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Greek Family Lives in a Cave


A destitute 40 year-old man has been living along with his family under squalid conditions in a cave in Heraklion, Crete in Greece. As if that was not enough, he was considered by the Greek state to have violated the law concerning arbitrary buildings and he was forced to go to trial.
Minas Klados, along with his wife and their three young children, have been living in a cave and a small room he built on top of it. His grandparents and parents had also been living there and his family still are, so dire is their financial situation.
The 40 year-old man, however, faced the law when he decided to replace a part of the material covering the 3×3-meter room so that rainwater would not get in the shelter.
His tribulations with the law began in 2010 after a complaint. Thus, Mr. Klados was arrested and on Tuesday he went to trial. Because of his arrest, the 40 year-old man was afraid eventually to replace the worn material, resulting in the family having to live with the rainwaters.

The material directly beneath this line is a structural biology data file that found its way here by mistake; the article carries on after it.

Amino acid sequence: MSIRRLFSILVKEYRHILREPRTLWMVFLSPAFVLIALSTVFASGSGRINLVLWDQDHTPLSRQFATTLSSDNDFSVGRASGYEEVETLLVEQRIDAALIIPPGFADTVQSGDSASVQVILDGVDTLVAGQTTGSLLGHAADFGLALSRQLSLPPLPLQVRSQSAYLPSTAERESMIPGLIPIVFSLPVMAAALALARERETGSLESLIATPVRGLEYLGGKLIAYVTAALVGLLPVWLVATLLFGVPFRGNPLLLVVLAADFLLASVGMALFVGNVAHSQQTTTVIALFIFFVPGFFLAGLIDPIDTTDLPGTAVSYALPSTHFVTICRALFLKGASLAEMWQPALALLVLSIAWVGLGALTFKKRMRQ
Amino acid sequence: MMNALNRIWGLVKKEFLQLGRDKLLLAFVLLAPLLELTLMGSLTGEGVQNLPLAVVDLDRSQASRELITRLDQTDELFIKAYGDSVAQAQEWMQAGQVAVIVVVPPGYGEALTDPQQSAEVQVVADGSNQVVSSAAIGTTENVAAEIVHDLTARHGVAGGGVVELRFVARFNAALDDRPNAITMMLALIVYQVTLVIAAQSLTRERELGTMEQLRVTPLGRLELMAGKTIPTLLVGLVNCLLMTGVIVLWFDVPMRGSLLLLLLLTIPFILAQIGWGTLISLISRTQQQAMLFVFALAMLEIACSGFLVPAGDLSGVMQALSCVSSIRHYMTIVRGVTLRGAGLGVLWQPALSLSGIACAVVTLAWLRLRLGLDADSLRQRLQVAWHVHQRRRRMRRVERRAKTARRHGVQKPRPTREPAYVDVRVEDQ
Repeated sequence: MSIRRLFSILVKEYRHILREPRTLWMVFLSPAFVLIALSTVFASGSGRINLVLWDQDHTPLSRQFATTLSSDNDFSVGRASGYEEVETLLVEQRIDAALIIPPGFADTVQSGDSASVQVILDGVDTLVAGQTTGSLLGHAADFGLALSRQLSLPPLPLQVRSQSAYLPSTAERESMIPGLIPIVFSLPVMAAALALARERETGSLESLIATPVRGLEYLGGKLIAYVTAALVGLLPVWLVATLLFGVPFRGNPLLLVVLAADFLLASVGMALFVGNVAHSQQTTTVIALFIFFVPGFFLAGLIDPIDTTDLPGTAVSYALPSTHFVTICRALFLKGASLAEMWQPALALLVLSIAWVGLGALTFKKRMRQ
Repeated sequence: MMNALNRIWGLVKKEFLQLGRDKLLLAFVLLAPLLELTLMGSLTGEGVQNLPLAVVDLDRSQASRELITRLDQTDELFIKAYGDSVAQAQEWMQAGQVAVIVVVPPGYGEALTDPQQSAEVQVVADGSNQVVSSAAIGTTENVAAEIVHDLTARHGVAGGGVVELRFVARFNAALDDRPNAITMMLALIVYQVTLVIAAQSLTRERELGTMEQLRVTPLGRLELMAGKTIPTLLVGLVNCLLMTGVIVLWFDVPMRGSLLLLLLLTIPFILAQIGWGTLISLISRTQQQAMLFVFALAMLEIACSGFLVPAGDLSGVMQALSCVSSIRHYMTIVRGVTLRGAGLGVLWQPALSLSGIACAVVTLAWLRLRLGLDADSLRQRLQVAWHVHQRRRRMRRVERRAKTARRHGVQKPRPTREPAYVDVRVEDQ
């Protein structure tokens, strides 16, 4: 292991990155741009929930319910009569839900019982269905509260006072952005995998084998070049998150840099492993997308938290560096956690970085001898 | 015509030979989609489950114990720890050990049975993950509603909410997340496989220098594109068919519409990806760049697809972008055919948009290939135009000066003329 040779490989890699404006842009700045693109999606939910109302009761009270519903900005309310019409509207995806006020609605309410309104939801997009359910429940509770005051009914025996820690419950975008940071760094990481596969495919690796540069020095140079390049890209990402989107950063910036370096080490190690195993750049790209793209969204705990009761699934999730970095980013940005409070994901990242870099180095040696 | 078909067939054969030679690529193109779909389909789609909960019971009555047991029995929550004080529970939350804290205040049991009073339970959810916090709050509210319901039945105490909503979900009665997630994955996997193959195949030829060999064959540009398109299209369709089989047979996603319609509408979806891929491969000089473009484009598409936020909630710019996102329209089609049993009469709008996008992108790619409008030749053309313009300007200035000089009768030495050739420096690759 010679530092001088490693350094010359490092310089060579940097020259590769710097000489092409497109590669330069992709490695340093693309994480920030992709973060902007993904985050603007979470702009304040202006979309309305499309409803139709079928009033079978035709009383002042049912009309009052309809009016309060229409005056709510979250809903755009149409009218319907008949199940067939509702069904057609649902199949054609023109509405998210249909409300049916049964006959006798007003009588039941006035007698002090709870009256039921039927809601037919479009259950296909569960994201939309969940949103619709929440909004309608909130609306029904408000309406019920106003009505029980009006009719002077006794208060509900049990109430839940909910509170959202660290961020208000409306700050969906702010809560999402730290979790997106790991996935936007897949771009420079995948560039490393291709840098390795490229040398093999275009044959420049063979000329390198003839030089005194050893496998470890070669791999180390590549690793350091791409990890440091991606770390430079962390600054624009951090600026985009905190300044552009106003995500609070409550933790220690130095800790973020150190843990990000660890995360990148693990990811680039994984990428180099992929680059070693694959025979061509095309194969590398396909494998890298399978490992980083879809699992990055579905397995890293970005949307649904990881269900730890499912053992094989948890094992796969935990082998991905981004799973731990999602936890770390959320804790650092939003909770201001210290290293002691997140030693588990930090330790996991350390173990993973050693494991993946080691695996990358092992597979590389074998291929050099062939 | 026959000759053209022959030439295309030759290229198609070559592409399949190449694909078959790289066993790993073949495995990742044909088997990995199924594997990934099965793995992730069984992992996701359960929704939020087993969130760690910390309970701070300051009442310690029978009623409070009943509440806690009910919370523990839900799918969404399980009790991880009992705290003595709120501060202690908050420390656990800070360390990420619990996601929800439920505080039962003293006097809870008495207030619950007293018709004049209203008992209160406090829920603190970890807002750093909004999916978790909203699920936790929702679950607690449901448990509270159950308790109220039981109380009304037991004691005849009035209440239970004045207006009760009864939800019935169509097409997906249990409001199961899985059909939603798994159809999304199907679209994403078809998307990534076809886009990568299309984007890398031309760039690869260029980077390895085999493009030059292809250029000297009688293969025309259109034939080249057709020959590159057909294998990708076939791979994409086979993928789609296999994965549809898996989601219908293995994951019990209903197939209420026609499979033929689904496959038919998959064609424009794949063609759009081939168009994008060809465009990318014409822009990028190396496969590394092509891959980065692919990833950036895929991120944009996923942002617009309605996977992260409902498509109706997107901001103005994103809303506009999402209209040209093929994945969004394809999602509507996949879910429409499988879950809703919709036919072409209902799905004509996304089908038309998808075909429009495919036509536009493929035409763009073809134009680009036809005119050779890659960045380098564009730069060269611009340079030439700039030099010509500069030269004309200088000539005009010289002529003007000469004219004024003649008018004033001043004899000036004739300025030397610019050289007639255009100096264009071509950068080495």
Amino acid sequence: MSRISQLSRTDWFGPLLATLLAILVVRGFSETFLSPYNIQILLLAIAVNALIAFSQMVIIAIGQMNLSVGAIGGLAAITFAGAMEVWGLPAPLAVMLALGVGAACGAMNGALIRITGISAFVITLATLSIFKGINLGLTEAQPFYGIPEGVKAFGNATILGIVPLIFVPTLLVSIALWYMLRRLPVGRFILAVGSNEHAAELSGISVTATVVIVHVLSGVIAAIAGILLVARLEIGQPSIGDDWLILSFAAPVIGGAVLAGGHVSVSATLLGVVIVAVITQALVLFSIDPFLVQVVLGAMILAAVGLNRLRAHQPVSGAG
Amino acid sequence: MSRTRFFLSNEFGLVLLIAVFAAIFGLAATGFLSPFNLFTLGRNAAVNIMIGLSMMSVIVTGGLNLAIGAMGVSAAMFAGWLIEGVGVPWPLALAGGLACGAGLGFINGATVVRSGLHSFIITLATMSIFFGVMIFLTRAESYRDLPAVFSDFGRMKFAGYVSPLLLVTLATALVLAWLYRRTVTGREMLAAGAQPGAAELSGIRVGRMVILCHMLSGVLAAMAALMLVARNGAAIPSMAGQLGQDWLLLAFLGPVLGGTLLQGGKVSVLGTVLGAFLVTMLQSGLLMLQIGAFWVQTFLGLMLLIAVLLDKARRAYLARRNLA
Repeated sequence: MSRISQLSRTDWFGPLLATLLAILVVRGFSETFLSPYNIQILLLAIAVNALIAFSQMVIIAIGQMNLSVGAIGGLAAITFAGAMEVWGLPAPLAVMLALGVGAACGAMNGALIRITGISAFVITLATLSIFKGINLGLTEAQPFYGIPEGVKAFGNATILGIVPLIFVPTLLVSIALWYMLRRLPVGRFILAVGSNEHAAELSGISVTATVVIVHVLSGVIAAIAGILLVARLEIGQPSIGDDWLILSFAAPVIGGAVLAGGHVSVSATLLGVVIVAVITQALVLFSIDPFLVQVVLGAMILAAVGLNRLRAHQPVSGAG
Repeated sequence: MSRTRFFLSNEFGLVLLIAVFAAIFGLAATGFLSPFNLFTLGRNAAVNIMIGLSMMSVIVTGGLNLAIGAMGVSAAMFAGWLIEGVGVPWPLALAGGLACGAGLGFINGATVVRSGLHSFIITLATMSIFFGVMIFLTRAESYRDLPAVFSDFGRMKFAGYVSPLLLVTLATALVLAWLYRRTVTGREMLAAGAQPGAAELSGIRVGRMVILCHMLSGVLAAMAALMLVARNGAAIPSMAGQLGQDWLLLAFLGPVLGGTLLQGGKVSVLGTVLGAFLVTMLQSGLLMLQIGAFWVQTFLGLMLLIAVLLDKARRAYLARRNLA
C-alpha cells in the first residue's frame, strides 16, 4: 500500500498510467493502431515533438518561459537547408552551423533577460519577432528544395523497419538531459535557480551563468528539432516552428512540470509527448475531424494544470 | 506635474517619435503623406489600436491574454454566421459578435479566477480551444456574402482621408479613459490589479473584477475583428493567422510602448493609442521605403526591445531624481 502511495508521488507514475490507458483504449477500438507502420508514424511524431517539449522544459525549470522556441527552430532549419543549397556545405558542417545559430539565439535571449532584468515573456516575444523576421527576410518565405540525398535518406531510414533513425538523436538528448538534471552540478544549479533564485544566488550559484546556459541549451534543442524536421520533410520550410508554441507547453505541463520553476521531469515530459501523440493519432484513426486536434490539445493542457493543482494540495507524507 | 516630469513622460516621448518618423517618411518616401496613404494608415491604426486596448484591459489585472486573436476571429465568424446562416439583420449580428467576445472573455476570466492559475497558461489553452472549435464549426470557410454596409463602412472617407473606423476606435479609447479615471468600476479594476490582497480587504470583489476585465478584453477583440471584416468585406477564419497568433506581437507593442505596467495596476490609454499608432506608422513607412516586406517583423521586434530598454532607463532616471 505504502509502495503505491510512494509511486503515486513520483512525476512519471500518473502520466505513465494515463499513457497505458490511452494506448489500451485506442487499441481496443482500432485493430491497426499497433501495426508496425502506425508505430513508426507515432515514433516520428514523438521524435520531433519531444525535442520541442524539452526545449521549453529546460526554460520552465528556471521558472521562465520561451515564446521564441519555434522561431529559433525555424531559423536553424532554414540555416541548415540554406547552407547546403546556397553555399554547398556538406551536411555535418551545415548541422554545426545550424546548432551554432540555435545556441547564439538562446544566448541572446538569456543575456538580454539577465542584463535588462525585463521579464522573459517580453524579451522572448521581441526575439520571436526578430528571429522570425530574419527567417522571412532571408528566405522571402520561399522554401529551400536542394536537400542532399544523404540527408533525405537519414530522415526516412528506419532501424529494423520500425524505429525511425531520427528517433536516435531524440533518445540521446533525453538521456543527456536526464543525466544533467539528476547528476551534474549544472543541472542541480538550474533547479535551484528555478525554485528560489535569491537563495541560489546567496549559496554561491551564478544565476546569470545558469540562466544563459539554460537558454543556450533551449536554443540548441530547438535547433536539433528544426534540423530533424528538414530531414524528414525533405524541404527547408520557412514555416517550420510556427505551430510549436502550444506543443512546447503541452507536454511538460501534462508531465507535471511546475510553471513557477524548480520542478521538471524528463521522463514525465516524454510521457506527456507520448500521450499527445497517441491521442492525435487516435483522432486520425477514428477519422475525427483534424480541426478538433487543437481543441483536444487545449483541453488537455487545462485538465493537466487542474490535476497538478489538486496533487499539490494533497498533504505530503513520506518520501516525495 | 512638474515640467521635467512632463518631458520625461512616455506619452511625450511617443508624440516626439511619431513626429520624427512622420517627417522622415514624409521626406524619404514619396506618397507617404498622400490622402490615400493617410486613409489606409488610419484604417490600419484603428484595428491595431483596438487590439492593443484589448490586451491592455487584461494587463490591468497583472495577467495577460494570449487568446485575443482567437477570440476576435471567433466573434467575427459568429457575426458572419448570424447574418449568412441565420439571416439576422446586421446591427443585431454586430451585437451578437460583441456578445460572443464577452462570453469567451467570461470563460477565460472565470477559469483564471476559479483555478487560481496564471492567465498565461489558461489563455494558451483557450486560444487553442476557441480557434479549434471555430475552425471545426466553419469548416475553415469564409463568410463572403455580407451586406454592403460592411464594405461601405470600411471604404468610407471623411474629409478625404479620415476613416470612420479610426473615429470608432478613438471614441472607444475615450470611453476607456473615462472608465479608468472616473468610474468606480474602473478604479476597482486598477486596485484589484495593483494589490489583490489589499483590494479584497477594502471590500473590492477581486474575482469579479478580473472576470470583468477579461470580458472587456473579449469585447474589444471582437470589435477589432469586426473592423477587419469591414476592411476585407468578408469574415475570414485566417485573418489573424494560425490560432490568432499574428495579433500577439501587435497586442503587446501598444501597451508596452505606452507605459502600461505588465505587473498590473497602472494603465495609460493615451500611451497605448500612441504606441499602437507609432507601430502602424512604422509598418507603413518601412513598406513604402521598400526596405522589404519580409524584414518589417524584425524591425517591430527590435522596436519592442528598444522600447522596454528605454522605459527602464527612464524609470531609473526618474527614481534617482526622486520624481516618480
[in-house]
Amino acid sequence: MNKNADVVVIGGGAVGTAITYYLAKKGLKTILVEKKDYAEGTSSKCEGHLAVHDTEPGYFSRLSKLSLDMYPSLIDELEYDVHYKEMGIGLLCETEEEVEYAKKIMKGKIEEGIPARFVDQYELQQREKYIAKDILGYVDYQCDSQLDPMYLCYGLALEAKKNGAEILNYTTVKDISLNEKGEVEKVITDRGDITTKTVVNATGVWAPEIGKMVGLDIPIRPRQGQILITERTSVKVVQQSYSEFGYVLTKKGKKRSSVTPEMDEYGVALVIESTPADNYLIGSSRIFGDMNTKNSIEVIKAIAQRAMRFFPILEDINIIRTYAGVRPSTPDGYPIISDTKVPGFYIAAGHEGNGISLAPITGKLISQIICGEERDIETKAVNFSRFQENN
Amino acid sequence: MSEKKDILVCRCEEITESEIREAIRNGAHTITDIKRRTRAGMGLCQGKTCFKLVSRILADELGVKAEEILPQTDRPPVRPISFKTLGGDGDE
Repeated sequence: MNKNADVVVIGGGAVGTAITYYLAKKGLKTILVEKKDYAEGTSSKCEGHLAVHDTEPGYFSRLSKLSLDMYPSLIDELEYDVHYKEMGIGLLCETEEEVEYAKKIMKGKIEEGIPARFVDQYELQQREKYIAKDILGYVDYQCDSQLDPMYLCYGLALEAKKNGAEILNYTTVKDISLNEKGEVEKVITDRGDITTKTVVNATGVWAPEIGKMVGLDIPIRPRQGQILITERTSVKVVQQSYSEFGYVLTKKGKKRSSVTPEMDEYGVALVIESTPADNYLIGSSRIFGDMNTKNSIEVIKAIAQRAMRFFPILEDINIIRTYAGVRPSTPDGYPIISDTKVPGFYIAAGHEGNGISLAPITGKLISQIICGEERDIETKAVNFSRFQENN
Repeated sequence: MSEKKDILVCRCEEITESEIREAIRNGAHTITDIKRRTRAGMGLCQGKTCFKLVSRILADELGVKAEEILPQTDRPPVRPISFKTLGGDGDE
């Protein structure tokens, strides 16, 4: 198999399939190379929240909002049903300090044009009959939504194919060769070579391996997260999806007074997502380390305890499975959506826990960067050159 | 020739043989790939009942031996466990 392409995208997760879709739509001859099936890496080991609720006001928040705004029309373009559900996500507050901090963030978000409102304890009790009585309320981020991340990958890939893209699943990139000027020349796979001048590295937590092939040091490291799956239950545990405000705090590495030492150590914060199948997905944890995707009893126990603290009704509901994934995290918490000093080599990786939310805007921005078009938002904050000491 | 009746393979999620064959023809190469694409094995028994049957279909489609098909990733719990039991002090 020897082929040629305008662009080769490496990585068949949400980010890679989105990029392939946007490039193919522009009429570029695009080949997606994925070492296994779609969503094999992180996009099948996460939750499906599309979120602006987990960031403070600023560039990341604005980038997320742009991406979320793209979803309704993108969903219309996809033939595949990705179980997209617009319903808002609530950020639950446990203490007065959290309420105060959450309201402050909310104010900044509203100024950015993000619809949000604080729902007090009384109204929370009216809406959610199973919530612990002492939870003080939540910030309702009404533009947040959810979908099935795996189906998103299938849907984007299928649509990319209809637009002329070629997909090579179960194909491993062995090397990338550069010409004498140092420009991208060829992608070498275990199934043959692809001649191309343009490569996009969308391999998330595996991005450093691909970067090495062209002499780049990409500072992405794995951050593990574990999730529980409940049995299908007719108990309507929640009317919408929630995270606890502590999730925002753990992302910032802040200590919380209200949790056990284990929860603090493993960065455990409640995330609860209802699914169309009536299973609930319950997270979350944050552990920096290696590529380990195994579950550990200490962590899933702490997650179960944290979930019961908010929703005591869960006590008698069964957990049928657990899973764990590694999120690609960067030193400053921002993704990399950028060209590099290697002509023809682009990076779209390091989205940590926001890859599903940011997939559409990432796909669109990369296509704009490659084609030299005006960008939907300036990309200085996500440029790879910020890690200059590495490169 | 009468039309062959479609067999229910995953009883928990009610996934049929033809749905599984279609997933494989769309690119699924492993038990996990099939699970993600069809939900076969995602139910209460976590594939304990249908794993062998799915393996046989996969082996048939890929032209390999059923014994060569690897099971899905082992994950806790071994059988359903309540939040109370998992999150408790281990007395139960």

Fortunately, the Labor Centre of Heraklion heard of the story. The president of the centre Socratis Vardakis stated: “We took food and milk to the man’s children and I saw with my own eyes the state in which they have been living. They were cold and wet because it was illegal for their father to replace a small piece of material. I felt ashamed. A group of people took the initiative and  fitted a panel to protect them from the elements.”
Mr. Vardakis was a witness at Mr. Klados’ trial and urged the court to punish the staff of the Labor Centre and not the 40 year-old man, as it was them who made the arbitrary intervention. Eventually, the court acquitted Mr. Klados.
As the latter explained, his financial situation makes it impossible to provide his children with better living conditions.
“They were born here, raised here, this is their natural environment. I wish I had the opportunity to offer them something better. I am not asking for money from anyone. Everyone goes through difficult times,” stated Mr. Klados.
“I was told that I would have to pay 600-800 euros per square meter to make the room legal, as the area is growing. If I had that much money, I would not have been here,” he continued.

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